To get to the desert where the peyote is found, you need to find a guide with a truck who can take you down into the scrub land below Real de Catorce. A guide, Jorge, who asked that his last name not be used because it is illegal to harvest peyote, shows a patch of the cactus under a small bush.

He points out the small, round, puffy-looking disc that is divided into segments. The peyote is partially buried under the ground.

Even though Jorge lives off the peyote trade, he says he has noticed that it is becoming harder and harder to find.

"Peyote is running out," he says. "People come here and don't know how to harvest it. And there are people who traffic it, too. There used to be so much peyote ... but the plant is dying out here now."

Jorge says he tries to make sure that when people dig up peyote to consume, they leave the root so it can regrow. But it takes 10 years to 15 years for peyote to regenerate.

"If the peyote dies out here, so does our livelihood," he says.

At the local beer and gas station in the dusty, nearby town of Estacion 14, owner Serio Delgadillo pours fuel into a jug for a waiting client.

He doesn't like the "peyoteros," as the drug tourists are called.

"People come here for the peyote; that's the only reason. They come and they eat it. They come from all over the world. Russians, Chinese, Japanese, everything," Delgadillo says.

He, too, is worried about what is happening to the supply, as he uses it in small quantities for its medicinal qualities.

"Before, there was peyote everywhere. There was a lot. Now there is so little," Delgadillo says. "At the pace we are going, they are going to finish it off."

Peyote's hallucinogenic properties come from the compound mescalin. To start seeing visions, you have to eat at least three of the incredibly bitter cacti. Trips last for hours, depending on how much you consume. Typically, drug tourists come down to camp in the desert for days on end.

Unlike the peyote, they are not hard to find.

Sitting on the train tracks are three young Mexican high school students from the city of Monterrey. They have been taking peyote for the past three days, chewing it, making tea out of it, roasting it.

None want their last names used.

Fernando talks about how he has become obsessed with a painting on the wall of the room he is staying in.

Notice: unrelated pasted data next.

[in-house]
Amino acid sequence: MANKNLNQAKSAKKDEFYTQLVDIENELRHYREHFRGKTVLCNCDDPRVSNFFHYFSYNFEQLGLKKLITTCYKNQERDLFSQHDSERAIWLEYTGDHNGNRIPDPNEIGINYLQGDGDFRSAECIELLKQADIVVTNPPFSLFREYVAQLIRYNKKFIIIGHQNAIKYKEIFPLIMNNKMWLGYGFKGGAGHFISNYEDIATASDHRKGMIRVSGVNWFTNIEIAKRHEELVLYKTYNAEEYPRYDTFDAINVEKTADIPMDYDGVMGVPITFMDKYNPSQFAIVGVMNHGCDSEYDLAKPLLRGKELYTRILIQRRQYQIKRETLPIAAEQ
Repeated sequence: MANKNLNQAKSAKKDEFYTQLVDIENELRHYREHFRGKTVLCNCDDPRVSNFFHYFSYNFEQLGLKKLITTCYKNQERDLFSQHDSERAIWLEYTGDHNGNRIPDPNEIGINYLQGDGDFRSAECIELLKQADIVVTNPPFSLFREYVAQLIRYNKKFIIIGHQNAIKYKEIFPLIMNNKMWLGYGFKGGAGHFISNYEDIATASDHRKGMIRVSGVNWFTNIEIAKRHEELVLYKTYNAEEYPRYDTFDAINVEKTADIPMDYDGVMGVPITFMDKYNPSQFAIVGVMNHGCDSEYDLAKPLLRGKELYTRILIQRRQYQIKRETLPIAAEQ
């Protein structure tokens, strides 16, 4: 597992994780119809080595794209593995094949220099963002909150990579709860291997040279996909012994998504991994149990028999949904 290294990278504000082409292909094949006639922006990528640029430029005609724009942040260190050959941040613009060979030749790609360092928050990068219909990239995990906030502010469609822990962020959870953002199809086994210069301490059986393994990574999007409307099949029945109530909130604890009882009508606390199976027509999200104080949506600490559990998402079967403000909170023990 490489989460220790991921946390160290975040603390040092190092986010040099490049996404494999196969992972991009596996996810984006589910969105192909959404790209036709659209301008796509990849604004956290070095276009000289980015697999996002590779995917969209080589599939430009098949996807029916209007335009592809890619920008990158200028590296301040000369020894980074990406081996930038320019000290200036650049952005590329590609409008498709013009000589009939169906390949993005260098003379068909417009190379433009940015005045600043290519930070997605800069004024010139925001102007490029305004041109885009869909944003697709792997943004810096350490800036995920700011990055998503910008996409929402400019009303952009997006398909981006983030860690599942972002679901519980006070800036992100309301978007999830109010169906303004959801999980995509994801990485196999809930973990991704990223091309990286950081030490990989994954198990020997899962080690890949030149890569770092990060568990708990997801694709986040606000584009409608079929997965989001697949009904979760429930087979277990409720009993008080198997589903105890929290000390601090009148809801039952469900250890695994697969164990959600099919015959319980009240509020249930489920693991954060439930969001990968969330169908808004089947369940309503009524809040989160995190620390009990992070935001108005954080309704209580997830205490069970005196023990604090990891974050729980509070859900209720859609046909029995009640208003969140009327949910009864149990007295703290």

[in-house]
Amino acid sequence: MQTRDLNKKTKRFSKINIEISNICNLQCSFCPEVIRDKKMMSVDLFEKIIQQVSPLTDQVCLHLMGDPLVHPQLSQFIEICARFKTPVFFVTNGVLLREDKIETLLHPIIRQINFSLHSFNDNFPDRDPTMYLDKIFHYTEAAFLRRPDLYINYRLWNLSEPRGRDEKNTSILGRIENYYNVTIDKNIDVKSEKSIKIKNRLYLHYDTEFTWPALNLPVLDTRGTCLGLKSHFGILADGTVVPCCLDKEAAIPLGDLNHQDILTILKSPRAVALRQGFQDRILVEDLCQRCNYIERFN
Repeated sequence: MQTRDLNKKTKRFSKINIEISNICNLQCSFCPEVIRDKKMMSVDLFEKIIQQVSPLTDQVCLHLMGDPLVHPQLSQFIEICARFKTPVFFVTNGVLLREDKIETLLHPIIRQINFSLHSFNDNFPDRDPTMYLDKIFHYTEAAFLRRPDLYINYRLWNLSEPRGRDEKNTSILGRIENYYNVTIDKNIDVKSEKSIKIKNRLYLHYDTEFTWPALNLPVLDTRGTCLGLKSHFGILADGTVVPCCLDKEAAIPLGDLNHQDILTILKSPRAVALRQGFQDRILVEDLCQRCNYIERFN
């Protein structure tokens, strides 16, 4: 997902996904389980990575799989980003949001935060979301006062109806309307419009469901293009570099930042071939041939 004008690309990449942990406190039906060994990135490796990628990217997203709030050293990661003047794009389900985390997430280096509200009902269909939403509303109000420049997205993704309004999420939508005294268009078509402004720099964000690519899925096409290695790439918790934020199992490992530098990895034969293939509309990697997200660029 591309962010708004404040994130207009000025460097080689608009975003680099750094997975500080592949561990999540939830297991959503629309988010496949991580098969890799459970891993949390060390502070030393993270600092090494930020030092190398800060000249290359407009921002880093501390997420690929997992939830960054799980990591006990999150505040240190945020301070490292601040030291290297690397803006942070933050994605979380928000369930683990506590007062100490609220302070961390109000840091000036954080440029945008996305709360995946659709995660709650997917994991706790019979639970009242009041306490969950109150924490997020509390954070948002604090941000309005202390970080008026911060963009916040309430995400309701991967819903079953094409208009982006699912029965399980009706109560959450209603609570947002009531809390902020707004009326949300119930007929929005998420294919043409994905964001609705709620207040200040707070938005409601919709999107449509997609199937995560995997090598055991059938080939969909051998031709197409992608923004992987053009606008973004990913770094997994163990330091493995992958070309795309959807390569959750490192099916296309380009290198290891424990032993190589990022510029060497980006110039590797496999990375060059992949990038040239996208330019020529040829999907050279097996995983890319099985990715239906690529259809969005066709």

"I was, like, lost in the painting," he says.

Though they say it was worth it, it took them days to find the cactus.

One of them, Manolo, has a badly sunburned face. He says he was almost bitten by a rattlesnake and that the blisters on his feet swelled after his days-long search.

"To find it is really hard. The peyote is supposed to talk to you. We went to one part of the desert and we walked for six hours, and we found nothing, nothing. It wasn't agreeable at all, all that walking," he says.

Laurent is from Geneva, and he went hunting for peyote with the Mexicans. He says this was always something he wanted to do.

"I like to use this plant to, like, open my mind to the nature. ... The best way to use it is to go alone and to walk and to see the nature," Laurent says. "We eat it, and I went to the desert, and I walked hours and hours and hours, and I lost myself, and it was really incredible. You can feel the place in another way."

He says he will tell his friends that it is something worth doing.

Back in Real de Catorce, Andres Carrillo, a shaman or "maracame" artist, uses string and beads to depict the visions given to him by the peyote. He says it taught him everything he knows.

"The peyote has taught me how to heal people," Carillo says. "To get to know the properties of medicinal plants. And it has taught me how to be an artisan. That's where it came from. My father was not an artisan, and the peyote taught me that."

Carillo doesn't read or write. He only recently learned Spanish. It is the peyote, he says, that bestows the most important knowledge.

"How will our young people learn if the peyote ends?" he says. "This is how we learn and how we are taught."